Due to the partial loss of mice during the flight, the number of animals in other groups had to be adjusted (Table 6). The number of control mice (GC, SFV, GCV) for in vitro studies was decreased proportionately to the number of SF animals available. This decision was made basing on the relatively small variability of the measures to be taken in inbred C57 mice  and time considerations (complete dissection of one animal lasted 1.0–1.2 hours and dissection of all the mice took more than 24 hours). Taking that accidental death of mice in flight was a random event and that bodyweight data from all the animals was available, the mice for control groups were selected to match the initial bodyweight of SF mice. Different tactics were chosen for the in vivo subgroups. The behavioral data were characterized by high variability, at the same time all the animals designated for in vivo studies underwent preliminary testing and selection, taking this into account the number of mice for in vivo studies was not altered in order to obtain a better estimate of the behavioral parameters in the batch of mice used and to increase the power of the planned analyses.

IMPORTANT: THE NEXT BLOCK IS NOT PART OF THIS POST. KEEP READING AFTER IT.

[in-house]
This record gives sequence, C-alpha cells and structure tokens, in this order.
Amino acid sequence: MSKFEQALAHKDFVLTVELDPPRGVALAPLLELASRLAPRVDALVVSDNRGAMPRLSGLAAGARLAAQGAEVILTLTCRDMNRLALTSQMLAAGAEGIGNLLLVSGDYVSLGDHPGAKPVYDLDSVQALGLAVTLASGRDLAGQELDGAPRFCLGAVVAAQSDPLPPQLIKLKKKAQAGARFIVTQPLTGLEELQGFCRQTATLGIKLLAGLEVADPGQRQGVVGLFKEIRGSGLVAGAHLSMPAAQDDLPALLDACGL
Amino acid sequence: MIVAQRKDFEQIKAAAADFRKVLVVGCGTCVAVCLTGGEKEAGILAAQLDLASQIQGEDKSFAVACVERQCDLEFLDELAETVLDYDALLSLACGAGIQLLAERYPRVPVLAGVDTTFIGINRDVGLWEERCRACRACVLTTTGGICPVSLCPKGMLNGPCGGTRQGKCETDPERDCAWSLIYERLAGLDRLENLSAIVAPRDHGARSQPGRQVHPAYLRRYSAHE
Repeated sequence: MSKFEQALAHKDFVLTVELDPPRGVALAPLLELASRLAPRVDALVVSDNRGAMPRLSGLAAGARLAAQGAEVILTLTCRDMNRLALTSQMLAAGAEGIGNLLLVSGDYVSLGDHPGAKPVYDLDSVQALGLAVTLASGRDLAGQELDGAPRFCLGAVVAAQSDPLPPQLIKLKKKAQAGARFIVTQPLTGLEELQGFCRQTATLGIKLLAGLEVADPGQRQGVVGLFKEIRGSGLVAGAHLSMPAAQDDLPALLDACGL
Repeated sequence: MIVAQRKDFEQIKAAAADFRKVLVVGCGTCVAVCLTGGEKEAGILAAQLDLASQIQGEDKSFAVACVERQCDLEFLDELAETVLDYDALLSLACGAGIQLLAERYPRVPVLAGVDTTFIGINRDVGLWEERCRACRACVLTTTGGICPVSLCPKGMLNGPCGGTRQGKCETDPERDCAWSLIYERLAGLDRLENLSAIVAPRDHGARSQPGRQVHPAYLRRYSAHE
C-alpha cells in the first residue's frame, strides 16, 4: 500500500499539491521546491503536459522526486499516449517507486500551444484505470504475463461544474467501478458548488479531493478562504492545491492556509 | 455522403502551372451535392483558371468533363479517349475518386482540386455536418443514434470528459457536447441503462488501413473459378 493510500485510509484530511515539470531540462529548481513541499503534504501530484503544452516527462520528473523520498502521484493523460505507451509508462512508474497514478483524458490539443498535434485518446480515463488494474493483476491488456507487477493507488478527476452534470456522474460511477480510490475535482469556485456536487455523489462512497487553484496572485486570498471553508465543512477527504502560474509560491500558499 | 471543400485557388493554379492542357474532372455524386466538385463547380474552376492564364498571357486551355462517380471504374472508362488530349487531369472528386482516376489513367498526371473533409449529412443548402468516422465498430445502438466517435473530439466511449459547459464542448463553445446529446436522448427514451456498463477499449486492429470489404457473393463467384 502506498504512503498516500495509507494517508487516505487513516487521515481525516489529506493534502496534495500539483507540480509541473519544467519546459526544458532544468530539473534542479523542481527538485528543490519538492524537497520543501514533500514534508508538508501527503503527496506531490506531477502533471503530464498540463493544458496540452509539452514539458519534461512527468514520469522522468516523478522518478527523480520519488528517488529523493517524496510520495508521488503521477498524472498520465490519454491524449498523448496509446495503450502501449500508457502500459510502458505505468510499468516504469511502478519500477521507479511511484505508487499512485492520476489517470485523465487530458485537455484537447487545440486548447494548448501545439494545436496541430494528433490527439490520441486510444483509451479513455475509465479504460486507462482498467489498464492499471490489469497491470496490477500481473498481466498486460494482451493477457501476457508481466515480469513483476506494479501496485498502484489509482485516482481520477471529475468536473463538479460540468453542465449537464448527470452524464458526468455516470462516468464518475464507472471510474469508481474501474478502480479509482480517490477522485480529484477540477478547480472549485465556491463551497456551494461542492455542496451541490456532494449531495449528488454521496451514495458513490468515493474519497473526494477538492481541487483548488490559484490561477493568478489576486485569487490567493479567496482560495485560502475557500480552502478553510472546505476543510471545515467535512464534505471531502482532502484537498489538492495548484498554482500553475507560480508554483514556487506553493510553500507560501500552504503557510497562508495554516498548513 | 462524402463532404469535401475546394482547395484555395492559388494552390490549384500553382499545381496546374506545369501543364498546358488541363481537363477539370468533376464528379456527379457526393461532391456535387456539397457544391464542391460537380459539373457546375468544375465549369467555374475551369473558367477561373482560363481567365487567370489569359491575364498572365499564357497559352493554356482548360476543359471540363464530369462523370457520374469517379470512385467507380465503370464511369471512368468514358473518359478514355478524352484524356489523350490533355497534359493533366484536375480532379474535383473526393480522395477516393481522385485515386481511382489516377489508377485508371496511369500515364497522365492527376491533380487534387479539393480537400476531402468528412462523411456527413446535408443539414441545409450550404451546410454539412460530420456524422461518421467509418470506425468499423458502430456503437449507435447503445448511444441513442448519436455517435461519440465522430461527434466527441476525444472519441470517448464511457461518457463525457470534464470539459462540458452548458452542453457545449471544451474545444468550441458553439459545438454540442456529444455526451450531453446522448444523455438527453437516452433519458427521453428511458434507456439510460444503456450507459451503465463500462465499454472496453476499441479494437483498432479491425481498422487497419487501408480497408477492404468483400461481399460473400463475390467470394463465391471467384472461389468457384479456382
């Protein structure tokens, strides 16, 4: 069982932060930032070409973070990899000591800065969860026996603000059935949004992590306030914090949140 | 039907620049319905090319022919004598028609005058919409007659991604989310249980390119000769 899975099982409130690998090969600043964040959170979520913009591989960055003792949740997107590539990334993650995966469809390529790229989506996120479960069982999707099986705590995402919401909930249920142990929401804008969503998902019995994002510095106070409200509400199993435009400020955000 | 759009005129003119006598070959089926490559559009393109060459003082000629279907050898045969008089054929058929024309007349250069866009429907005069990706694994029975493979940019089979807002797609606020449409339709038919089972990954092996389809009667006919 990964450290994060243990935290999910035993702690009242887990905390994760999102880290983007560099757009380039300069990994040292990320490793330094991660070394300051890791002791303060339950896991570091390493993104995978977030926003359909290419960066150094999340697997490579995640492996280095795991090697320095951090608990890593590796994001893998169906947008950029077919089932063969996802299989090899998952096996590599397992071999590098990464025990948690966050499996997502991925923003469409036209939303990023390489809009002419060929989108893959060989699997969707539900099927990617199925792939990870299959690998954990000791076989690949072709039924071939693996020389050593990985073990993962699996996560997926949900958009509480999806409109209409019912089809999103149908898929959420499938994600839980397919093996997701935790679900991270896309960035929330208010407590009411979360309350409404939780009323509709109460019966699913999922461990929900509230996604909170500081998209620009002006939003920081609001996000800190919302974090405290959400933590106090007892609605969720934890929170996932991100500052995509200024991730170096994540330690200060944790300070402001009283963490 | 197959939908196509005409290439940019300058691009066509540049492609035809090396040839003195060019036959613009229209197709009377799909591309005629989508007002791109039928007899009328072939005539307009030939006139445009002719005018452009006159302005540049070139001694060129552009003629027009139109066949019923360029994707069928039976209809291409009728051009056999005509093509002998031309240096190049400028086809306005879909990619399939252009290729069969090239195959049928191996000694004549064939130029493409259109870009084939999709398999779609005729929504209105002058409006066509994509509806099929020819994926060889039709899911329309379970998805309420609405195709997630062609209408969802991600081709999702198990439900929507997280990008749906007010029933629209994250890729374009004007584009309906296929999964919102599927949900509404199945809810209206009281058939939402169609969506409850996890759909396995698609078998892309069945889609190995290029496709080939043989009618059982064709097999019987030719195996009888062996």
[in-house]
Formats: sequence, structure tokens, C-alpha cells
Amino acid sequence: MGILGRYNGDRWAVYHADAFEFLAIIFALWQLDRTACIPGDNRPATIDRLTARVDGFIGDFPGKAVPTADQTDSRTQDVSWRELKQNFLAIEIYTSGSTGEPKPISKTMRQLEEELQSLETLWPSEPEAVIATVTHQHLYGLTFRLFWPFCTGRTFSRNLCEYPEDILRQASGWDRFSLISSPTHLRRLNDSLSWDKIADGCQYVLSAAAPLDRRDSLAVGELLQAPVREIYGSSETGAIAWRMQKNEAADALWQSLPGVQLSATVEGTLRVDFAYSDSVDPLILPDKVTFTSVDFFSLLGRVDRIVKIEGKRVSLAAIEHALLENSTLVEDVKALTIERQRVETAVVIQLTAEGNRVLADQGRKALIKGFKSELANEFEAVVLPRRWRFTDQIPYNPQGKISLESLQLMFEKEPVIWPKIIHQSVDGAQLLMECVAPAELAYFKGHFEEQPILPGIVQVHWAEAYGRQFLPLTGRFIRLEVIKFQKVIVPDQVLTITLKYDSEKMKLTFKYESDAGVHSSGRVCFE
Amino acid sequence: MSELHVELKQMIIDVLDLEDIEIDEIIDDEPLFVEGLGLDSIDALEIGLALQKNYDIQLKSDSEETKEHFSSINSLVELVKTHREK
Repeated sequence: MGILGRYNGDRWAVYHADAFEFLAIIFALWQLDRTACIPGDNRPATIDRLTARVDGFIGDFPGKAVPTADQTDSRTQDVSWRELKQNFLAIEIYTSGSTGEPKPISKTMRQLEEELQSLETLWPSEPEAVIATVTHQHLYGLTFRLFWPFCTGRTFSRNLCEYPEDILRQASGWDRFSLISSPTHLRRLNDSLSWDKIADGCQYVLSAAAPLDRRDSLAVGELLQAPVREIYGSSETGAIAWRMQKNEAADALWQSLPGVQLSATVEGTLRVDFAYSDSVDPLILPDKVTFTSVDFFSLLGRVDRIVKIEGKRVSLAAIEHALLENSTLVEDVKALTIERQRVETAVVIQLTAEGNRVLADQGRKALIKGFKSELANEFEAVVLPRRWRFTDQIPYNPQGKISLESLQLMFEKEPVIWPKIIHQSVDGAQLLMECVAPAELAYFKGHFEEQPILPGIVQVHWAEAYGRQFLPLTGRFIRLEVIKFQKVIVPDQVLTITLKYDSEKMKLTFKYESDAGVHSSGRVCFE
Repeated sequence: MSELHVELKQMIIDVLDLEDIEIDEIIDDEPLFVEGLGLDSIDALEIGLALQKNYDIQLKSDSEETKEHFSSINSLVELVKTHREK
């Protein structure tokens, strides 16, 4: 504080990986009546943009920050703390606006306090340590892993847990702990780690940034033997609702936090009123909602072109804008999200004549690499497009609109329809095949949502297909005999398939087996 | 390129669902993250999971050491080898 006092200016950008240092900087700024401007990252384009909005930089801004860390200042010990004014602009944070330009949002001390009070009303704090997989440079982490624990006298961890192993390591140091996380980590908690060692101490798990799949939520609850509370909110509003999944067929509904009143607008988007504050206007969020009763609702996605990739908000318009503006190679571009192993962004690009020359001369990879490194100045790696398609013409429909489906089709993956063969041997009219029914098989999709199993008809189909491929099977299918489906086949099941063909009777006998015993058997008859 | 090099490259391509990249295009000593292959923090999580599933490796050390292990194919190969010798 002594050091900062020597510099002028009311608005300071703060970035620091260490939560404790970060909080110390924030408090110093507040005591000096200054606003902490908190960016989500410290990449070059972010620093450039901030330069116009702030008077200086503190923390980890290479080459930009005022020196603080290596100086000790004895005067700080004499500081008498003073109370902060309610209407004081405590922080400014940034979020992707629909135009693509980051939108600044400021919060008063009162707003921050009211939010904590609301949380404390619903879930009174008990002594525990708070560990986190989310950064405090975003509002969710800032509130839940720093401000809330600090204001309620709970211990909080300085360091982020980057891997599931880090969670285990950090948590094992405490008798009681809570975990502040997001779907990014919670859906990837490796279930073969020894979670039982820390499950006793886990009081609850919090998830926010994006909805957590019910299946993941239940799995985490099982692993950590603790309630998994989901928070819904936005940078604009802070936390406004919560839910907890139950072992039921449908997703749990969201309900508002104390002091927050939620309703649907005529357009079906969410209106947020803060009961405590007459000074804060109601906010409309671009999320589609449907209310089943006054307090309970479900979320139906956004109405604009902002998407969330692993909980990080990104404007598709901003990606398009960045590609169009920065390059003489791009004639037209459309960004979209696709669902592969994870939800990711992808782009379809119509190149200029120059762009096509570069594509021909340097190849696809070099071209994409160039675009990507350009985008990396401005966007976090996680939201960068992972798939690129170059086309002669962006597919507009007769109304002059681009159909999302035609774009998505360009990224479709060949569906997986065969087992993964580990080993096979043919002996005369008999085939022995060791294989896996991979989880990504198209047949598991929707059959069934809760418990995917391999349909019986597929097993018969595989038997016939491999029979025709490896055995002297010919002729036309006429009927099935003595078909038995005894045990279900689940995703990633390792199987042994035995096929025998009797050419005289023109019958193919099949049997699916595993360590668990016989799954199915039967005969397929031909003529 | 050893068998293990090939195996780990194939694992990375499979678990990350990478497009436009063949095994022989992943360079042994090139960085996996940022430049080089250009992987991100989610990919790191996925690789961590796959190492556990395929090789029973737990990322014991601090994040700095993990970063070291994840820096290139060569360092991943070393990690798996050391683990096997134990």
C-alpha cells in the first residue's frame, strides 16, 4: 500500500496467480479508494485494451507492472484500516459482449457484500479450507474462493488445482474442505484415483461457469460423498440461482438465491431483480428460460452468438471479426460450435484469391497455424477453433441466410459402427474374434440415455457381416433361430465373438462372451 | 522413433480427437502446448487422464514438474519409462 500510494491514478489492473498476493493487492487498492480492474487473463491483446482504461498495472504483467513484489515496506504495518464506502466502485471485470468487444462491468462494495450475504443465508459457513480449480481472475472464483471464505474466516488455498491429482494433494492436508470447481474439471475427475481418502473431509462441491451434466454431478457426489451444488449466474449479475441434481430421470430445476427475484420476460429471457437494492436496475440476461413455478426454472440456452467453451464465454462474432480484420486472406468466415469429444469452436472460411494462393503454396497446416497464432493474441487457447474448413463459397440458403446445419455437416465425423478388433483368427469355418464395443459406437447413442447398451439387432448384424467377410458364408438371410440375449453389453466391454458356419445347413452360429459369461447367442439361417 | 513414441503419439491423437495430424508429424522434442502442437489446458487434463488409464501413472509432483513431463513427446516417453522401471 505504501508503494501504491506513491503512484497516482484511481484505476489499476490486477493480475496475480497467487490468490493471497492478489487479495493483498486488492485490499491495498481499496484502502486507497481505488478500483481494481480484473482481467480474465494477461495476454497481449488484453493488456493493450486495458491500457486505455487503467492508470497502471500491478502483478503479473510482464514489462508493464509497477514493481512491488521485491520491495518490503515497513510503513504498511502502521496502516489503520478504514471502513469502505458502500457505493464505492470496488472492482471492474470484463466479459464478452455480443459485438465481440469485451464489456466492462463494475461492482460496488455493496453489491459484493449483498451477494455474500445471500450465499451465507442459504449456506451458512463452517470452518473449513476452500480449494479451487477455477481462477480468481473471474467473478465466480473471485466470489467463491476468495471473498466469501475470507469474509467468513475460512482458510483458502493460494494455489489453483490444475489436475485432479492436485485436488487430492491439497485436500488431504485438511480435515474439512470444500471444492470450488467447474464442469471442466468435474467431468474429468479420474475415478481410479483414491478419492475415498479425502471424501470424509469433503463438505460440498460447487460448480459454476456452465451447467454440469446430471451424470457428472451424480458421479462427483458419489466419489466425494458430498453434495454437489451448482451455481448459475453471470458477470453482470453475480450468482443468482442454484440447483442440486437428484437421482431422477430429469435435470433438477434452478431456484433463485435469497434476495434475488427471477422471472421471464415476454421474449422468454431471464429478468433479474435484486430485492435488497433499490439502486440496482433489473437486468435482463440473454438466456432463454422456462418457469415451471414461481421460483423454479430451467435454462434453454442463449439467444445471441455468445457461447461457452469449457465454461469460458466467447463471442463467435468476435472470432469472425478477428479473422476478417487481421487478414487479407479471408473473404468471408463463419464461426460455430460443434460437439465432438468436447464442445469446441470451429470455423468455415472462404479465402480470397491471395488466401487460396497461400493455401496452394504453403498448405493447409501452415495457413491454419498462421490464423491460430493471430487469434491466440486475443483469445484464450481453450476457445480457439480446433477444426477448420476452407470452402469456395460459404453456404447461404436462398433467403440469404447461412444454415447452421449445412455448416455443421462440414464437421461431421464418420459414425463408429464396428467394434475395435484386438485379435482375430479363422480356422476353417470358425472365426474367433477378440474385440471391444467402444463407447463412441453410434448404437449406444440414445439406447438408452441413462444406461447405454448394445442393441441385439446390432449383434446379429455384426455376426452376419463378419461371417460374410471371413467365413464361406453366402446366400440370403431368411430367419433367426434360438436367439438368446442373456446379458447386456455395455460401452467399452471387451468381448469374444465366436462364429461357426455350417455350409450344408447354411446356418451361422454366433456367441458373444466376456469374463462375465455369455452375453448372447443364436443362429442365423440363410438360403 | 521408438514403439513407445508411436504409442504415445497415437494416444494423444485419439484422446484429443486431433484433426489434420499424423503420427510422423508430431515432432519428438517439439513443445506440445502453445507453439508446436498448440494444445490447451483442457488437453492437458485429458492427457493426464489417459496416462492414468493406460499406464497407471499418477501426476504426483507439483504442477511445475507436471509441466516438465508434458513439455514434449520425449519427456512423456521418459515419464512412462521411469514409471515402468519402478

Implementation of the scientific program
Despite significant loss of animals in flight, the scientific program was not abridged and was implemented in full. Hemodynamic and behavioral data were collected throughout the flight. Dissection of SF and SFV mice started 12 hours after landing on May 20th, 2013. Recovery was followed for 7 days in the in vivo subgroup of SF mice and the dissection of these animals was performed on May 26. Joint effort of teams from Russia, USA, France, Germany, Italy and Ukraine who took part in the in vivo studies and tissue-sharing program resulted in over 70 distinct hypothesis-driven studies.